Our state’s largest city is in trouble. Rising pension costs, debt service payments, and labor costs are driving a projected budget deficit for the Bayou City.

Judging by the agenda of recent city council meetings, onlookers would be unlikely to see this problem or any other important issues coherently addressed. Despite this looming fiscal challenge, Mayor Annise Parker decided that two more pressing issues to address are transgendered restroom protections and her inability to run for another term.

In a Houston Chronicle article last week, Mayor Parker blames the city’s budget woes on a decade old, voter approved revenue cap, while failing to mention that her proposed spending plan also includes a pay increase for city employees and a major expansion of recycling services to all households throughout the city. Mayor Parker said of the revenue cap, “I’ll be very clear: If the cap stays in and there are no other sources of revenue, there will be layoffs.” This statement confirms that the classic tool of politicians everywhere, the tried-and-true “False Choice Fallacy” is alive and well in the Bayou City. This is an obvious rhetorical move by Parker to “scare” citizens into repealing the revenue cap and open the door for higher taxes and more spending.

Parker’s budget proposal also doesn’t include the potential impact of the recently passed so-called “Equal Rights Ordinance.” This new, radial social policy forces all places of public accommodation in the city to allow transgendered persons to occupy the restroom they feel like using with violators facing up to a $5,000 fine. The city’s code enforcement division will likely be expanded to deal with the inevitable fallout of complaints and enforcement actions from this sweeping legislation. Predictably, for fiscally irresponsible politicians the problem always seems to hinge on barriers to overspending and not the merits or lack of merits of the spending itself.

These events represent a tragic turn for one of America’s fastest-growing, most prosperous cities. For heavy-handed, progressive, tax-and-spend leadership, no amount of prosperity is enough to pay for Big Government agendas. Despite all the new taxpayers and all of the economic dynamism, Houston’s fiscally reckless city leadership continues to complain of lacking revenue.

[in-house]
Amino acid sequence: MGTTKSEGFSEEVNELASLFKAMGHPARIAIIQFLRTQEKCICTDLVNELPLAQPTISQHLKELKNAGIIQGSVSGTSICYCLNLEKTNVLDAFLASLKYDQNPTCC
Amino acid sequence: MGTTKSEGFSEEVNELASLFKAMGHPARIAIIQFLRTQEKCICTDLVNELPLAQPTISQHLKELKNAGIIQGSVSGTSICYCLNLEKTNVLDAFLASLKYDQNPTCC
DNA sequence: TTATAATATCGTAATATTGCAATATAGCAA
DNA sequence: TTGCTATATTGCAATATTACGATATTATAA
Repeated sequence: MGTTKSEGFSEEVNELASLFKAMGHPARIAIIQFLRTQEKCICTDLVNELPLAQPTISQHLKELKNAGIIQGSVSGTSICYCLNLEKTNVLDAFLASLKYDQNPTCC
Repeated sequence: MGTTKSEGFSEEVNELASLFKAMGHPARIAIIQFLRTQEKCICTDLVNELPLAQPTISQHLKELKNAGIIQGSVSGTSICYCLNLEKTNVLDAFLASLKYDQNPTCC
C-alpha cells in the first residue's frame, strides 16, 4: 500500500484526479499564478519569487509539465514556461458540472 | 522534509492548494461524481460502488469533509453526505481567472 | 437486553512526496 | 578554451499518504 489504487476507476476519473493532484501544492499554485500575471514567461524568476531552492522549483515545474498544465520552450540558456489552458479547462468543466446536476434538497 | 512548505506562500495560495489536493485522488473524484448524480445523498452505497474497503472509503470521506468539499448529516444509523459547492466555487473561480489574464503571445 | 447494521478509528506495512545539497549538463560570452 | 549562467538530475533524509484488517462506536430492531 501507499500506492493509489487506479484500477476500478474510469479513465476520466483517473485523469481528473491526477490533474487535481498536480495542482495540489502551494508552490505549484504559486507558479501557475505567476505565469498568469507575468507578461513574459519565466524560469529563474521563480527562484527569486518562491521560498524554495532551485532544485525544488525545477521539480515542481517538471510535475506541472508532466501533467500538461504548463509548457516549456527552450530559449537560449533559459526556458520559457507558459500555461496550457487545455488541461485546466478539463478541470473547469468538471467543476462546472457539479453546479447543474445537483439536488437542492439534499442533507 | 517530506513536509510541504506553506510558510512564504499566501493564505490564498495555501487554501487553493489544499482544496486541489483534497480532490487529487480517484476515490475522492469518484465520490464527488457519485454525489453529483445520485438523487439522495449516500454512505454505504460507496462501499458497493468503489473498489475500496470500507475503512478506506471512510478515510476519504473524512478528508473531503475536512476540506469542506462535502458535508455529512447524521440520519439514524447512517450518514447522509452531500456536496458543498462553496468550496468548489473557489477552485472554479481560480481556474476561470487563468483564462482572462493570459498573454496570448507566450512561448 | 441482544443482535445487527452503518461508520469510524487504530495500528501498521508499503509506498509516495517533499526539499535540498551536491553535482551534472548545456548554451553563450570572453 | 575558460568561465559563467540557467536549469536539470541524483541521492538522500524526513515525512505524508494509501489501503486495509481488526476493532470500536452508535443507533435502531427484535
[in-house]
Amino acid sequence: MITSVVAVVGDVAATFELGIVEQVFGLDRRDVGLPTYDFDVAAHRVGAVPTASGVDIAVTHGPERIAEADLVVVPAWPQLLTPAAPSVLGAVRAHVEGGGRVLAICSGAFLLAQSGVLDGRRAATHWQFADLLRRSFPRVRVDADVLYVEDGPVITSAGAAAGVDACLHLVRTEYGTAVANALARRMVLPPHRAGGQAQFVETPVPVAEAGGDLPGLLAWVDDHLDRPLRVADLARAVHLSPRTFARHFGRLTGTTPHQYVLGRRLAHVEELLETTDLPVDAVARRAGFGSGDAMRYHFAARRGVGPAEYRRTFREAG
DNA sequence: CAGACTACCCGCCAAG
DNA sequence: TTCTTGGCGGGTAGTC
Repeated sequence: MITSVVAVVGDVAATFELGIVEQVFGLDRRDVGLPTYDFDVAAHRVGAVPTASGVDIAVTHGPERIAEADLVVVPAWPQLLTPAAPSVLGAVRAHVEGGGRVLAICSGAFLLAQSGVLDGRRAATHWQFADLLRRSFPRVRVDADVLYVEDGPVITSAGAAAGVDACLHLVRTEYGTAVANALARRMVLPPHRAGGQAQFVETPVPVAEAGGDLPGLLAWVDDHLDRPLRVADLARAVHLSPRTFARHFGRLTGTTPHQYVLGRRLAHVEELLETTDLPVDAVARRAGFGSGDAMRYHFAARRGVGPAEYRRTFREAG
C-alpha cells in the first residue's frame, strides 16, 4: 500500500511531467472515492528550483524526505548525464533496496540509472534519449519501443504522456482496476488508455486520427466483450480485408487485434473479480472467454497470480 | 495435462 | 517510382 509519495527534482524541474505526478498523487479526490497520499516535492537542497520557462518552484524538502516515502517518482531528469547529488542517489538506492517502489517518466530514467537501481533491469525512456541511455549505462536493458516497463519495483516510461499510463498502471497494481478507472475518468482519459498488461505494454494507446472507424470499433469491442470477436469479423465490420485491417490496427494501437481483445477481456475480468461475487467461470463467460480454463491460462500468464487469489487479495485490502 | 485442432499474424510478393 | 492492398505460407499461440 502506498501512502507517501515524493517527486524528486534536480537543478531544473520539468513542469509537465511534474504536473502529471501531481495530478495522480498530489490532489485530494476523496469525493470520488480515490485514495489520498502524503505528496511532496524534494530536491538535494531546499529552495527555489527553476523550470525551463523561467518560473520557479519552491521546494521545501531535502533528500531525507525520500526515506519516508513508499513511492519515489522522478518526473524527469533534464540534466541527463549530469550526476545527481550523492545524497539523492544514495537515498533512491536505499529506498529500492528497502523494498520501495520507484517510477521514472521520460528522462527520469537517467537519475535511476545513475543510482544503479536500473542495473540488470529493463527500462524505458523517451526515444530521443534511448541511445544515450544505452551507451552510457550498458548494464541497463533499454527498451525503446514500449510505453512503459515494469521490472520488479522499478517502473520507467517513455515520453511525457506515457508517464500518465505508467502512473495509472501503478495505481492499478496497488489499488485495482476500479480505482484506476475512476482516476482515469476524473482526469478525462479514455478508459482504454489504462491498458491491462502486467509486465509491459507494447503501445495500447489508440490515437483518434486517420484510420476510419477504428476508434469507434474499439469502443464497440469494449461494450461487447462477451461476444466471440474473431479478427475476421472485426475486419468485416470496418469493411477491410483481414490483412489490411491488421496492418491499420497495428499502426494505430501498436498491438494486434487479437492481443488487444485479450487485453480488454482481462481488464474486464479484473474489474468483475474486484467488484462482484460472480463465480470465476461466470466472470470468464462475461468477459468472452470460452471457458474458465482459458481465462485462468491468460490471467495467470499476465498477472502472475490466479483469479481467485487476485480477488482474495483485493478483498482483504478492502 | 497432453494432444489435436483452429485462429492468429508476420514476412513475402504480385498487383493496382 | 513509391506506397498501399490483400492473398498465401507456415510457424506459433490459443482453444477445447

Parker intentionally ignores a few other major options for the city that do not involve removing the city’s revenue cap. A familiar scenario for some of America’s former powerhouse cities is that of prosperity, overleveraging, decline, and crisis. Cities such as Detroit are in this category. The common factor in many of these scenarios is that cities did not address growing spending and debt obligations during periods of growth when the initial problem could be handled with the least amount of pain. The revenue cap is an important way to protect economic growth in Houston and to keep the city from overextending itself in spending.

First, Houston could step up to the plate and address its fast-growing employment and pension costs from a position of strength. While the city is growing, it could make important changes that would head-off catastrophe when the city inevitably experiences less prosperous times. Contractual obligations for pay increases are a major driver in municipal budgets along with pensions. Though the Texas Legislature has much of the dominion over the city’s pension system, the city can still increase efficiency and halt spending outside the city’s core functions to lower costs. Second, the city could abandon plans to expand recycling. Why expand a program when existing services are at risk? In sum, cut needless spending, preserve the revenue cap, and pay down debt to prevent future budgets from being weighed-down with increased debt service payments.

Even with the talk of doom-and-gloom for the city’s books, Parker is investing political capital pursuing other agenda items for the city’s docket. Parker is currently aiming to rollback Houston’s two-decade-old, voter approved term limits for Mayor, Controller, and Council Members.

A major question Houstonians should put to the Mayor first is, why doesn’t the city council begin addressing underlying drivers of budget growth now instead of agenda items that amount to petty political pandering and an attempt to benefit city politicians?

It is clear that Parker is not aggressively pursuing real solutions to Houston’s fiscal issues. The second largest driver of the city’s spending behind its rising pensions are service payments on debt. The debt “bubble” engendered through years of weak, procrastinating leadership has finally become unavoidable. Addressing increased debt service is politically difficult, but the city can no longer ignore it.

A fiscally responsible budget that will benefit Houston will require difficult political choices, but the solution itself is simple. Curtail unnecessary spending, preserve the revenue cap, and pay-off debt. All the other distractions are just that—distractions from the city’s pressing fiscal problem at hand.